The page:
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      This attack would be history once and for ever if DNSSEC was widely deployed… sigh…

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        Forgive me if I sound ignorant, but how does one ensure DNSSEC and a BIND-RPZ co-exist? RPZs are widely used to return NXDOMAIN to any DNS lookup for ad/tracking networks on a lot of private/VPN networks.

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          In this case, the recursive resolver could resolve domains and check their DNSSEC signature. But you could connect to your recursive resolver using DNS over TLS and remove the DNSSEC signatures, which is supported by systemd-resolved.

          If it’s unclear, here is an example how it would work:

          • Your DNS resolver on your local machine is set to
          • You go to example.com in Firefox.
          • Firefox queries (through systemd-resolved but this is a detail) over TLS: What is the IP for ‘example.com’?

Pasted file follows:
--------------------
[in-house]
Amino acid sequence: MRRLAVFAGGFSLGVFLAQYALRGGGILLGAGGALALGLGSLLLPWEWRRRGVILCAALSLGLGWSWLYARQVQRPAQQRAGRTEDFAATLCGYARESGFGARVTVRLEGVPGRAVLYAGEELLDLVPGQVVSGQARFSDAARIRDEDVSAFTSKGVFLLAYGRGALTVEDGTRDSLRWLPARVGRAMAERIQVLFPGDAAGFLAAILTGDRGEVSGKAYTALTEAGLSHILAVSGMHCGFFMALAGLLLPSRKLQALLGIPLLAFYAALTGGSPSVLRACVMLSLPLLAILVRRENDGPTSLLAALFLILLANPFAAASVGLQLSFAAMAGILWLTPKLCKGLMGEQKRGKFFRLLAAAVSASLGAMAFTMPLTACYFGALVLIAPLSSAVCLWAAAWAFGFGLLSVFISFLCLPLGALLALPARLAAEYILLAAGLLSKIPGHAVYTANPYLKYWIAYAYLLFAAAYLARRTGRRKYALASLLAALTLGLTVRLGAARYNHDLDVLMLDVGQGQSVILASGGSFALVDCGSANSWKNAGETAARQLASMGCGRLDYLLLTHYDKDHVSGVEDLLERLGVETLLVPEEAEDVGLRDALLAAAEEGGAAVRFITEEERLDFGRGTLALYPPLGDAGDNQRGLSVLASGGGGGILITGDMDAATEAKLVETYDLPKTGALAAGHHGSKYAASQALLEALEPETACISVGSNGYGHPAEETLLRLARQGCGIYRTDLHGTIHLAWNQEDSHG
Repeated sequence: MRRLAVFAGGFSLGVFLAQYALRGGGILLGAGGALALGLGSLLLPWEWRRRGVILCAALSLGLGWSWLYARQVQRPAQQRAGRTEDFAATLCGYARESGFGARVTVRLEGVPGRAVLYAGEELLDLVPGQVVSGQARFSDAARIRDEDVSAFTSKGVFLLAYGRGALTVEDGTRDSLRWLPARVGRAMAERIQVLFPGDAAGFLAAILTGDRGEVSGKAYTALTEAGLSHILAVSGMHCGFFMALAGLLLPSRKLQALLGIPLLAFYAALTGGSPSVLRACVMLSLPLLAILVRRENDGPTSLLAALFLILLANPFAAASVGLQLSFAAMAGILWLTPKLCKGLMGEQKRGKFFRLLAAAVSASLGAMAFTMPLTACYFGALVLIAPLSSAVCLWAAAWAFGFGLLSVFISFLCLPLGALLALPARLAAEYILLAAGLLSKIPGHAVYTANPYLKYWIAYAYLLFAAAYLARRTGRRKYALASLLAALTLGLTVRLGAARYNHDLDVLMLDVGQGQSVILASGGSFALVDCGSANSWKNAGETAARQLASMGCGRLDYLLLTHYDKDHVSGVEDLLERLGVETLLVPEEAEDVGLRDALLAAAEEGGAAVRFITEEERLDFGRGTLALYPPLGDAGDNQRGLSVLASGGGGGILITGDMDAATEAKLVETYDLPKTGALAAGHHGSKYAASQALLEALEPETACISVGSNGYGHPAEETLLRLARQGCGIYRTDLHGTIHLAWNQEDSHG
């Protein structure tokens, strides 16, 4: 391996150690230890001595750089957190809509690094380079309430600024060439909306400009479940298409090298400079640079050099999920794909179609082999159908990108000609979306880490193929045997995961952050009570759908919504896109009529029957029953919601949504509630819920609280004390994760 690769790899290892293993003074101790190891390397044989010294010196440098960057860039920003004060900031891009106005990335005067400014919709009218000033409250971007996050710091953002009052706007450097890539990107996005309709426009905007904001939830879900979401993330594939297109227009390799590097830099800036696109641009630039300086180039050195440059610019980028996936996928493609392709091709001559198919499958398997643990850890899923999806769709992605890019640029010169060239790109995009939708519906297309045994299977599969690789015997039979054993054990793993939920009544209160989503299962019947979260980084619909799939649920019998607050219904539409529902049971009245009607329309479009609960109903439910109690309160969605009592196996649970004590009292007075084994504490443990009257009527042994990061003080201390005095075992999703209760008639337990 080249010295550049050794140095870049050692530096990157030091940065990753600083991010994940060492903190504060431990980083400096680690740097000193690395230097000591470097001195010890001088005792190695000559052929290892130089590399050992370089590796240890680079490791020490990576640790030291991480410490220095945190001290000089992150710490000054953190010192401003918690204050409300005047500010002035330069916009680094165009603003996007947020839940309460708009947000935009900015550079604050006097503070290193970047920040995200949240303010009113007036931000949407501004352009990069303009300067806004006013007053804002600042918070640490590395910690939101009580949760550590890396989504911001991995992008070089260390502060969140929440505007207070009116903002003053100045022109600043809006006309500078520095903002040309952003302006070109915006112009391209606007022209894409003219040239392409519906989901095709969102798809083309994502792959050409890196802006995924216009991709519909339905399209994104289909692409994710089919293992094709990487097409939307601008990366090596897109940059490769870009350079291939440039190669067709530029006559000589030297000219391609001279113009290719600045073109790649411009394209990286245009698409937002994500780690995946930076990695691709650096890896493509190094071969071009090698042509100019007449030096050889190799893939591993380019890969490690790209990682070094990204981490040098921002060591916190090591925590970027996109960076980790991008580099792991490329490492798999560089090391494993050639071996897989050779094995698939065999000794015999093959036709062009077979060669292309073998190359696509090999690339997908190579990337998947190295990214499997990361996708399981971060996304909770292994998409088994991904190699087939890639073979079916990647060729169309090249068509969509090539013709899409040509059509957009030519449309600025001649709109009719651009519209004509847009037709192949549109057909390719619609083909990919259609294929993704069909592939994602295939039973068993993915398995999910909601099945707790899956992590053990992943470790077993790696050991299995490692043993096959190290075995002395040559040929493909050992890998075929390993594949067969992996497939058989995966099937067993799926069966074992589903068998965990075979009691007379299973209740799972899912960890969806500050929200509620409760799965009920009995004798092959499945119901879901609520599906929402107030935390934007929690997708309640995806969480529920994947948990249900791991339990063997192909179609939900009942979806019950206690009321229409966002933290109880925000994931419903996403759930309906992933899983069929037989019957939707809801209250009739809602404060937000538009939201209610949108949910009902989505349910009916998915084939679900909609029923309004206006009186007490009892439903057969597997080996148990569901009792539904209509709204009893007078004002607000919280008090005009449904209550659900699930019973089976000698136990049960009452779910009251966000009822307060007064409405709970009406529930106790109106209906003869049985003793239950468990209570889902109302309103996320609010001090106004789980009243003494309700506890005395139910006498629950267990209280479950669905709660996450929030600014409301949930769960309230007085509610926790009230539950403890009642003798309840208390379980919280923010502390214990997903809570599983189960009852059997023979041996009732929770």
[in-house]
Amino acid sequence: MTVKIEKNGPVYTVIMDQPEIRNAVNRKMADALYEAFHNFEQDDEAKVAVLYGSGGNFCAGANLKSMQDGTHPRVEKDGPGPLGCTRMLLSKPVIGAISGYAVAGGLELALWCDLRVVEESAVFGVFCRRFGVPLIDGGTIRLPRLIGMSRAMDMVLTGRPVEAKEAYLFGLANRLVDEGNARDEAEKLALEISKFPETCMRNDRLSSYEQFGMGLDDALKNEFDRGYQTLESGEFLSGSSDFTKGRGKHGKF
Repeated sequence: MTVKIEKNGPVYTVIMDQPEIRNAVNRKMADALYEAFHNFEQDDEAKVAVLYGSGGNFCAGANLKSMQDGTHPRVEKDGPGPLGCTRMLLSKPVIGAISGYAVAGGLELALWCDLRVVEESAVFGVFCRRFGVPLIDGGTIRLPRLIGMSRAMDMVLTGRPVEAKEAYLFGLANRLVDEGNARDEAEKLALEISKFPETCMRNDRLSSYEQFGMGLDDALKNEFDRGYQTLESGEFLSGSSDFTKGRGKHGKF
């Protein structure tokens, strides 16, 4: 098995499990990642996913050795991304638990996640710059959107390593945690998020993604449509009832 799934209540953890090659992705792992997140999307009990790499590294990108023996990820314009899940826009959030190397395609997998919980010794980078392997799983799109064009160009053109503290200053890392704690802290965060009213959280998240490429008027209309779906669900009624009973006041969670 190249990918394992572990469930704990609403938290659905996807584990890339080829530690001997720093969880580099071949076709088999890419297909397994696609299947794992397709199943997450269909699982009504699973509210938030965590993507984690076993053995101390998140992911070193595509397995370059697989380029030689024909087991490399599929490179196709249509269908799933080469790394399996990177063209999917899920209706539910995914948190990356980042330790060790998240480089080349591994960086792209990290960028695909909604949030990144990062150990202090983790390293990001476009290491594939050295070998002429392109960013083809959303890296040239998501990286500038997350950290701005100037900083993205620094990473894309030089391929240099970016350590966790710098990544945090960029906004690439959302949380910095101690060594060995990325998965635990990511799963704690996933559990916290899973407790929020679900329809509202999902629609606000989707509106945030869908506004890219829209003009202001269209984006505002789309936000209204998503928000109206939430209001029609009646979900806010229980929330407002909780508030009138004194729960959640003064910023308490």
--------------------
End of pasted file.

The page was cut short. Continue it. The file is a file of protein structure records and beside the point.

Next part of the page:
• asks b.gtld-servers.net.: What is the name server and the DNSSEC keys for ‘example.com’?
          • b.gtld-servers.net. says it’s b.iana-servers.net. and the DNSSEC key is “f00bar”.
          • asks b.iana-servers.net.: What is the IP for ‘example.com’?
          • b.iana-servers.net. answers, and the signature is “quux”.
          • checks that sign("", "f00bar") is “quux”.
          • answers to Firefox “The IP is” over TLS and removes the DNSSEC information.

          If the domain is blocked, replies NXDOMAIN right away.

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        url: dan-kaminskys-dns-cache-poisoning-attack-is-back-from-the-dead-again

        title: Linux has a serious security problem that once again enables DNS cache poisoning

        I wonder if someone got back to whoever originally worded it and said “hey, maybe using that phrase when mentioning a relatively recently deceased person is bad form”.

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          This is a fair point: I know Ars also regularly A/B test headlines so it’s also possible this is the title in their CMS but that headline never officially made the cut. Potentially worth pointing out to editorial staff in the comments?